ap (apo) + gen. "-" - from [one another]. Idiomatic repetition of the apo prefix of the infinitive "to be separated from."

paralabonta (paralambanw) aor. part. "took [Mark]" - [and barnabas] having taken [mark set sail into cyprus]. Attendant circumstance participle expressing action accompanying the verb "to set sail."


Luke is probably describing a prayerful commissioning, similar to 13:3, although is this paradoqeiV (singular), "handing over, commending [to the kindness of the Lord / God]", for both Paul and Silas, or just Silas? "Paul took Silas, who was heartily endorsed as a dedicated Christian worker by the Antioch congregation", Junkins, so Barclay ......

epilexamenoV (epilegw) aor. mid. part. "chose" - [but/and paul] having called = chosen [silas he departed]. Attendant circumstance participle expressing action accompanying the verb "to go away, depart", as NIV.

paradoqeiV (paradidwmi) aor. pas. part. "commended" - having been delivered over to. The participle is adverbial, best treated as temporal; "after he had been committed to the Lord's grace (kindness, mercy, favour)"

uJpo + gen. "by [the believers]" - by [the brothers]. Instrumental, expressing agency.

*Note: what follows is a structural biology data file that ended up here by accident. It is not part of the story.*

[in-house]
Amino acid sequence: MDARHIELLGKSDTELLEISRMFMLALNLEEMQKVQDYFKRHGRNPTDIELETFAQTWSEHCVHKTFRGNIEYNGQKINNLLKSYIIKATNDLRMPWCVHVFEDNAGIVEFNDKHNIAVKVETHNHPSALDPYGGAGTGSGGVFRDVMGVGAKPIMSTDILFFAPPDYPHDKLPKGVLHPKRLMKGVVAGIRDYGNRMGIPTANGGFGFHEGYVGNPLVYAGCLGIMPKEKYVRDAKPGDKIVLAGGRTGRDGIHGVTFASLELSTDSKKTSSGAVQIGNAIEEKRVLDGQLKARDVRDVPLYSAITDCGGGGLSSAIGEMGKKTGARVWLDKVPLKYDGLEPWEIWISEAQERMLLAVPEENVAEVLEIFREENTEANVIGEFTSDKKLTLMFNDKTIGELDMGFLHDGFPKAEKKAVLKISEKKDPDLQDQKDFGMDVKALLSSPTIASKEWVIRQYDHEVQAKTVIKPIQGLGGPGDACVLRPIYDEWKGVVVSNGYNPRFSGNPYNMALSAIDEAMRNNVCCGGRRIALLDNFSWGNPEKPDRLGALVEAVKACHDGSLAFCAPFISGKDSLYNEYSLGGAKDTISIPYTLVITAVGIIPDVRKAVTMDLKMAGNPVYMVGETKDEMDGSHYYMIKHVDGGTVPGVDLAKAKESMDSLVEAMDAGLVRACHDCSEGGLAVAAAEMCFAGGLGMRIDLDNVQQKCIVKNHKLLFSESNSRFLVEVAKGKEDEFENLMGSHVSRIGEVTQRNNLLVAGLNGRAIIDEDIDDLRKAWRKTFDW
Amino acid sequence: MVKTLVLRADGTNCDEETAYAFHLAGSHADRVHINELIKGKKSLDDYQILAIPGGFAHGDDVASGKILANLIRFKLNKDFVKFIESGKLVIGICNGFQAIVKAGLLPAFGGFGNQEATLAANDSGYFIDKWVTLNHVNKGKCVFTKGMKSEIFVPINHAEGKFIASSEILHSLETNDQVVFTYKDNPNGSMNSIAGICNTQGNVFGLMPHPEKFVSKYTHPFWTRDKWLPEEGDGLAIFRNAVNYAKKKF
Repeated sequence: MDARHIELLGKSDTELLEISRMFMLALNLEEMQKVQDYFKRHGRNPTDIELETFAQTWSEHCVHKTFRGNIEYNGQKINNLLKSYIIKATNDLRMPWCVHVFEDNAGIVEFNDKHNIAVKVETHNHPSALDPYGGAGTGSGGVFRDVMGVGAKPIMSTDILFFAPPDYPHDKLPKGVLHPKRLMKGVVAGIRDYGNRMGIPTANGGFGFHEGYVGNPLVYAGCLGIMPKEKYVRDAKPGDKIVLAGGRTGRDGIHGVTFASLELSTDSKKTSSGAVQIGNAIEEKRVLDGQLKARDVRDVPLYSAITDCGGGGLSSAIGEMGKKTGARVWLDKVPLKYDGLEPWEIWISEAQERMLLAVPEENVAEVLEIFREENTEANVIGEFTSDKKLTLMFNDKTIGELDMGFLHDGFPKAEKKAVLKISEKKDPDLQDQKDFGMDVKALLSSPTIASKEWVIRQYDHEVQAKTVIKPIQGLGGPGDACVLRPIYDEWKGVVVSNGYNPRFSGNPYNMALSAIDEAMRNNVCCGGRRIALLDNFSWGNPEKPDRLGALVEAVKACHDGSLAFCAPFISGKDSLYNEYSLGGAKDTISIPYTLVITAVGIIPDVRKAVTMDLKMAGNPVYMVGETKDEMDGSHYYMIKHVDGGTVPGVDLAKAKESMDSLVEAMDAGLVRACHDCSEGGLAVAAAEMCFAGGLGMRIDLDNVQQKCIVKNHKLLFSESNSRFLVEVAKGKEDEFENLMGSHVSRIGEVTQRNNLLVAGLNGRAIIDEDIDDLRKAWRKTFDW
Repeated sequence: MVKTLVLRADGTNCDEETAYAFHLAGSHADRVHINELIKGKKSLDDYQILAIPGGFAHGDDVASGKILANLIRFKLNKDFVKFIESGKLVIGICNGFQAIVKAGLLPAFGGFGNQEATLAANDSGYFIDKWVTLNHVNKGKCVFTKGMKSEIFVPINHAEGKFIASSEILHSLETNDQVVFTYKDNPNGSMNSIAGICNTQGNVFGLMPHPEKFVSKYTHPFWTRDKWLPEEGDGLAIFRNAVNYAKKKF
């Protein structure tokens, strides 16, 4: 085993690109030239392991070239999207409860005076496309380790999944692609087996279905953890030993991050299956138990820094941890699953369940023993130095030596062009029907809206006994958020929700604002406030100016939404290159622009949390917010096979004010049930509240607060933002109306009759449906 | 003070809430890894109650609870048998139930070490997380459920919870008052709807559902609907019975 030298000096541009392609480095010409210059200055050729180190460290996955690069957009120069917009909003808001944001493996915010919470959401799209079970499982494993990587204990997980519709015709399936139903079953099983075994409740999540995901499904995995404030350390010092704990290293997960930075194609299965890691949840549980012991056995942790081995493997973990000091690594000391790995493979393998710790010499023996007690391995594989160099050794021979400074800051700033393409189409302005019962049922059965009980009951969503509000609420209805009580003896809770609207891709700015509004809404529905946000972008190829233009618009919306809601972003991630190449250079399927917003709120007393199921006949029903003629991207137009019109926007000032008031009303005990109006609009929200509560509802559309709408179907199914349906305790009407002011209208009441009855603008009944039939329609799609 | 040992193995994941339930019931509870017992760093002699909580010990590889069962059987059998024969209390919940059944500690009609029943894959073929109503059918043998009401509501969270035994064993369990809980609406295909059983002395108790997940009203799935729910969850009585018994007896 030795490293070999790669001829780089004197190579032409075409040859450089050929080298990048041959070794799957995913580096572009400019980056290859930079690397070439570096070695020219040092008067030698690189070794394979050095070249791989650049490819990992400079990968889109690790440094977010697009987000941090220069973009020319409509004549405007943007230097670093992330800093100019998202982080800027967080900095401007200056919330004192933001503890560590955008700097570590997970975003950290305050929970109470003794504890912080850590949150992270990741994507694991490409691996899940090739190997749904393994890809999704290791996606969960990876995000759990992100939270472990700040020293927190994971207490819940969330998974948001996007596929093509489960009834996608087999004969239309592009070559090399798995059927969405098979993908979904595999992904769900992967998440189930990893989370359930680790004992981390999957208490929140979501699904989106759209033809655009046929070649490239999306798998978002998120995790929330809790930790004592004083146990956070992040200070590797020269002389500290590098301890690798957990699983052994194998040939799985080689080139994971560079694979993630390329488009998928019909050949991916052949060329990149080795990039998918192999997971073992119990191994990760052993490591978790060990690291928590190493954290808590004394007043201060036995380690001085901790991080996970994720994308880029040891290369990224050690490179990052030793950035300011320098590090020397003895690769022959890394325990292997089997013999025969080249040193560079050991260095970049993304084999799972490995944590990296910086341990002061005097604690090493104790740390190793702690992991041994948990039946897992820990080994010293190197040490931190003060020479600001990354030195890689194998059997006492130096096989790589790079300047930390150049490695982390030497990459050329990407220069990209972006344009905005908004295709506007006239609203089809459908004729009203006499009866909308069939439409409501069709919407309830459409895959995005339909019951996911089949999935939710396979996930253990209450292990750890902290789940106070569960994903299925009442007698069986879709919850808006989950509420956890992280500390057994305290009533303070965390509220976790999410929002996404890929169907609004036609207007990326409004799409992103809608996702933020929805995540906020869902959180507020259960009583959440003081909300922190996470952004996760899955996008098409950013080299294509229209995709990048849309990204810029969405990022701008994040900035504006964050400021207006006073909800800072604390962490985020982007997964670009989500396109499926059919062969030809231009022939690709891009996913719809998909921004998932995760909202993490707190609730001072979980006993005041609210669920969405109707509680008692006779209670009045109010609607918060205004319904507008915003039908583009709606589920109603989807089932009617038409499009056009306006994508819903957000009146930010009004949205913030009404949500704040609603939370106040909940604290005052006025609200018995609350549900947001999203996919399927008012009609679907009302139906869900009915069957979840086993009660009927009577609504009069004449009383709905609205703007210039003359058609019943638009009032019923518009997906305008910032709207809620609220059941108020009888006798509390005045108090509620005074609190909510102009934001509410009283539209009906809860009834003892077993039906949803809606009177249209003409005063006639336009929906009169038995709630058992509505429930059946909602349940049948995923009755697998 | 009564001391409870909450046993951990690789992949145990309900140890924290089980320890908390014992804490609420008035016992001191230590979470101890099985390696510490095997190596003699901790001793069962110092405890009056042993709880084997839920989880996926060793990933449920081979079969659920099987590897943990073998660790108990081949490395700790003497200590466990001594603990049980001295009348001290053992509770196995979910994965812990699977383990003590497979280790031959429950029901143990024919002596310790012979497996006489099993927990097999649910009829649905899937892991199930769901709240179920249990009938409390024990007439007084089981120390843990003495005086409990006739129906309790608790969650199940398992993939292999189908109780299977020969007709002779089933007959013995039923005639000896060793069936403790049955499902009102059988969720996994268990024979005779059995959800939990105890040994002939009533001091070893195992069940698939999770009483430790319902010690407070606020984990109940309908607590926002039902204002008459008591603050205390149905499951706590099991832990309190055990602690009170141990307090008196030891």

th/ cariti (iV ewV) dat. "to the grace" - the grace. Dative of direct object after the para prefix verb "to deliver over to."

tou kuriou (oV) gen. "of the Lord" - of the lord. The genitive is adjectival, limiting "grace", idiomatic / source, "from the Lord", or with a verbal sense, subjective, something like "the kindness which is providentially provided by the Lord."


iv] Paul revisits his mission churches in Syria and Cilicia, v41. The Western text assumes that Silas is the same Silas who was one of the delegates from Jerusalem, adding at the end of the verse "handing over to them the commands of the elders." This assumption is probably correct, and it would certainly help Paul's cause to have a Jerusalem delegate with him as he revisits his mission churches.

dihrceto (diercomai) imperf. "he went through [Syria]" - [but/and] they were passing through [syria and cilicia]. The imperfective aspect of the verb may express duration, or serve to indicate a background note.

episthrizwn (episthrizw) pres. part. "strengthening" - supporting, strengthening [the churches]. The participle is adverbial, usually treated as modal, expressing the manner of their journey through Syria and Cilicia, ie., they were encouraging the churches.